The White House's estimates don't meet anybody's standards of empirical measurement.

    You seem to be confusing three issues. The first is whether an economic stimulus package was needed. The second is whether this particular stimulus package is being effective. The third is whether President Obama is misleading the public about the effectiveness of this stimulus package.

    Based on standard economic theory, I believe a stimulus package was needed. The utter failure of fiscal policy in Japan does worry me, though.

    Whether this particular stimulus package is effective is unknown. Most of the spending occurs in late 2009 and in 2010, so we may not know until 2011 whether it has been effective.

    It is intensely dishonest for President Obama to claim that he has "saved or created" 150,000 jobs when the actual unemployment situation is far worse than originally projected. As Harvard economics professor Greg Mankiw originally pointed out, measuring the number of jobs "saved" is impossible.

    I voted for Obama both in the primary and the general election and think he is a far better president than George W. Bush, but that doesn't mean he should get a free ride when he starts behaving like a typical politician.

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  7. Link to a Gigantic housing bubble pdf here.

    4+ meg download. Many charts and data tables. Perhaps someone will pick off the more interesting sections.

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  8. "It is intensely dishonest for President Obama to claim that he has 'saved or created' 150,000 jobs"

    Well, to be honest, its intensely dishonest when any politician claims anything, honestly.

    Politics are about buzzwords and intensely dishonest claims. The sooner you learn that, the better off you will be.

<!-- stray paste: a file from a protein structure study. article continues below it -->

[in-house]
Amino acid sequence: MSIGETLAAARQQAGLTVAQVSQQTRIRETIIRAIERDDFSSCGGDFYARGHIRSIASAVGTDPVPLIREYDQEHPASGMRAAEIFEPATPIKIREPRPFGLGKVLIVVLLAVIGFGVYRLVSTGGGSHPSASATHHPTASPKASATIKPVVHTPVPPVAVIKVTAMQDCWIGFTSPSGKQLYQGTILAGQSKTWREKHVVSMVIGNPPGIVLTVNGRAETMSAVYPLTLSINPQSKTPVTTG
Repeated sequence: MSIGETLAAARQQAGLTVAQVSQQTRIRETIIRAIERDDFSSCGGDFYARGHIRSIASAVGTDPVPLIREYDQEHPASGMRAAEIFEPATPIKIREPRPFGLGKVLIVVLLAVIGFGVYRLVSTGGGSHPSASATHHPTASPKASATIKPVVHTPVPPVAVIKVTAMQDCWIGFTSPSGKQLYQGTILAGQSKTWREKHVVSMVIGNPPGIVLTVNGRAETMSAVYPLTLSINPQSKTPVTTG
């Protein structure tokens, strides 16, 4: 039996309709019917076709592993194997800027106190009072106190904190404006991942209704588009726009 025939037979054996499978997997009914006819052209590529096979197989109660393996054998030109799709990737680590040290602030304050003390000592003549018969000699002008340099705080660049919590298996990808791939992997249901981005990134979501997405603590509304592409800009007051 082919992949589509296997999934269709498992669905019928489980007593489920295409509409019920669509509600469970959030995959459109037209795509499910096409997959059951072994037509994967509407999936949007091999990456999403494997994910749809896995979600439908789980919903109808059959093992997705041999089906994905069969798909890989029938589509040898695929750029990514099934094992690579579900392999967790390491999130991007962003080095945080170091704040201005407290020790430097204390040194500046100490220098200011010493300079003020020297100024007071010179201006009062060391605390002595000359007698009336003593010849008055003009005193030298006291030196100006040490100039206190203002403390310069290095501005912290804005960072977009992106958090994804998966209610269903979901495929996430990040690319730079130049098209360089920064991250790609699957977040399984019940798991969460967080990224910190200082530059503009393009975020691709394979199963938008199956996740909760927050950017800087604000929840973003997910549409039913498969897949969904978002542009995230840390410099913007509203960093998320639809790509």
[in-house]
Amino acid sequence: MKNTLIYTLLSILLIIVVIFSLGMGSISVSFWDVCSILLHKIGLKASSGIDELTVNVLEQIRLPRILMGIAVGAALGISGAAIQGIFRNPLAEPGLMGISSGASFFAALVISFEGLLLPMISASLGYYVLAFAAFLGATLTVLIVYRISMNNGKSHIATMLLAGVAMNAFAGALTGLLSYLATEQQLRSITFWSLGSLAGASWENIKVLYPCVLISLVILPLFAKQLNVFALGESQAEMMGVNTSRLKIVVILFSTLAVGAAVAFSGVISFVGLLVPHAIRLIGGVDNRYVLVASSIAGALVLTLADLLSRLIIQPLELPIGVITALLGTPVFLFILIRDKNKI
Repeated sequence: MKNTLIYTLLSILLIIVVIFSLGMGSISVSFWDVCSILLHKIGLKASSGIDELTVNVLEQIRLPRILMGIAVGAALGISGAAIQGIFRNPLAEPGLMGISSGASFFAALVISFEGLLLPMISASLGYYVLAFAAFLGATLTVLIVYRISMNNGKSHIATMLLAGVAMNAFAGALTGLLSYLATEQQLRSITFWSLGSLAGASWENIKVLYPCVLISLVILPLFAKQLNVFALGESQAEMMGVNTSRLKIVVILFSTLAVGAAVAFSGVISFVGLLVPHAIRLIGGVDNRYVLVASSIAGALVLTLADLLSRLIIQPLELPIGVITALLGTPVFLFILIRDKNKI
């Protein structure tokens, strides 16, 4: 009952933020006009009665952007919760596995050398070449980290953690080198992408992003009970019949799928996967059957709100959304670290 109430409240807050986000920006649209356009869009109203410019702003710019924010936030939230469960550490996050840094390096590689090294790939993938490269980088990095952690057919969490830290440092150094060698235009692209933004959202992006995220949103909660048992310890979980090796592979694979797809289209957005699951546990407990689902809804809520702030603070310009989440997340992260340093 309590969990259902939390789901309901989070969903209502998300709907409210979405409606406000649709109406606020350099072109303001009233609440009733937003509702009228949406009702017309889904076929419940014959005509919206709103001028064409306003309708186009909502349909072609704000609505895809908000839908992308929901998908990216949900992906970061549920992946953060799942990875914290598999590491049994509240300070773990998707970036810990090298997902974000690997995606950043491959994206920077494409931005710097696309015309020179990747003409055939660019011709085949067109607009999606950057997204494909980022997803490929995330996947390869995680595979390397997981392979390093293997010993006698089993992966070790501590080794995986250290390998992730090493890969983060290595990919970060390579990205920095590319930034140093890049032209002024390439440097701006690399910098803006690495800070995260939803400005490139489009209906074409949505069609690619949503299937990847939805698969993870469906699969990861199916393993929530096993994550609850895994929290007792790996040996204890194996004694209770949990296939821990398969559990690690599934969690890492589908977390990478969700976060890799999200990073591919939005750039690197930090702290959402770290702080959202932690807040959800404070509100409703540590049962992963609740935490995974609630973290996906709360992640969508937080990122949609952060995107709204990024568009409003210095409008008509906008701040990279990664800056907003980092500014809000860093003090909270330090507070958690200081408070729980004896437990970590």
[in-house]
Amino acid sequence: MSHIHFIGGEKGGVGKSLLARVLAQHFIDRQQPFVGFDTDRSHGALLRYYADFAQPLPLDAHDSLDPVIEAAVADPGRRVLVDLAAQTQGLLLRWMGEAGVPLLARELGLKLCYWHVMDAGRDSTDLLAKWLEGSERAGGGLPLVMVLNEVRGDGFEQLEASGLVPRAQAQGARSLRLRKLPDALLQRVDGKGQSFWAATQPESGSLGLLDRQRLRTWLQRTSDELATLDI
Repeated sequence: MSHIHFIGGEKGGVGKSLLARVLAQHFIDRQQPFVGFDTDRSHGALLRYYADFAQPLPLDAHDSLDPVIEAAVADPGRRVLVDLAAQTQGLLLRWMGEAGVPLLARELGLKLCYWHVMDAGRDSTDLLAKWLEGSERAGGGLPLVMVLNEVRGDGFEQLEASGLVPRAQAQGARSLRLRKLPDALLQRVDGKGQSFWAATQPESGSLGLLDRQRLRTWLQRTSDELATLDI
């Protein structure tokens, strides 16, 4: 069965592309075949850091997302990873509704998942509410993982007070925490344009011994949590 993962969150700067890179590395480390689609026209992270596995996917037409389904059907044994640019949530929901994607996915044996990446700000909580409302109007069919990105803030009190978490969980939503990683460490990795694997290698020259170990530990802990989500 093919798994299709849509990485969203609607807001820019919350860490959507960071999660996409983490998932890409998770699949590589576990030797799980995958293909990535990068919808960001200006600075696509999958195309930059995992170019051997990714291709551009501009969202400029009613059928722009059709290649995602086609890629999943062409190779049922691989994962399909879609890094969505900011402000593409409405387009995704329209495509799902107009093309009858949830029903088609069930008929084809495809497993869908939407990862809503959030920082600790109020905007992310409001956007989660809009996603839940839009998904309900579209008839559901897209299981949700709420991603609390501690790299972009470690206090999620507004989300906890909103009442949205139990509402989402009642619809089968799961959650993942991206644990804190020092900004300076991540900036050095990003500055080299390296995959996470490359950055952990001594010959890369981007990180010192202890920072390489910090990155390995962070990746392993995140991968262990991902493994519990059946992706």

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  9. Thanks for the link Ajax...

    The thing that I was seeing in the pdf file is that many of the upcoming resets are in the Alt-A arena, which tend to be in houses that are in mid-upper price ranges. The subprime were in the low to low-middle price ranges.

    Rather than representing a true bottom, recent signs of stabilization are likely due to five factors that are (or are likely to be) short-term:

    A shift from low-end to middle- and upper-end homes defaulting, which has the effect of raising average home prices – but it’s very bad news


    and then this:

    Because the majority of buyers are in ultra low and low-mid prices ranges, the supply-demand imbalance from foreclosures and organic supply will crush the mid-to-upper priced properties in 2009. We already have early seasonal hard data proving this. As the mid-to-upper end go through their respective implosions this year and the volume of sales in these bands increase as prices tumble, the mix shift will raise median and average house prices creating the ultimate in false bottoms. We also have data proving this phenomenon.

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  10. Thanks for the summary JackR, all that data overwhelmed me. I'll be reviewing it over the next week, too much for one sitting.

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  11. "It is intensely dishonest for President Obama to claim that he has "saved or created" 150,000 jobs when the actual unemployment situation is far worse than originally projected."

    The number of jobs that have been saved or created from the stimulus is an estimate based on real data. Would you say that Nielsen Research is being dishonest when says that such and such million people tuned in to Ugly Betty?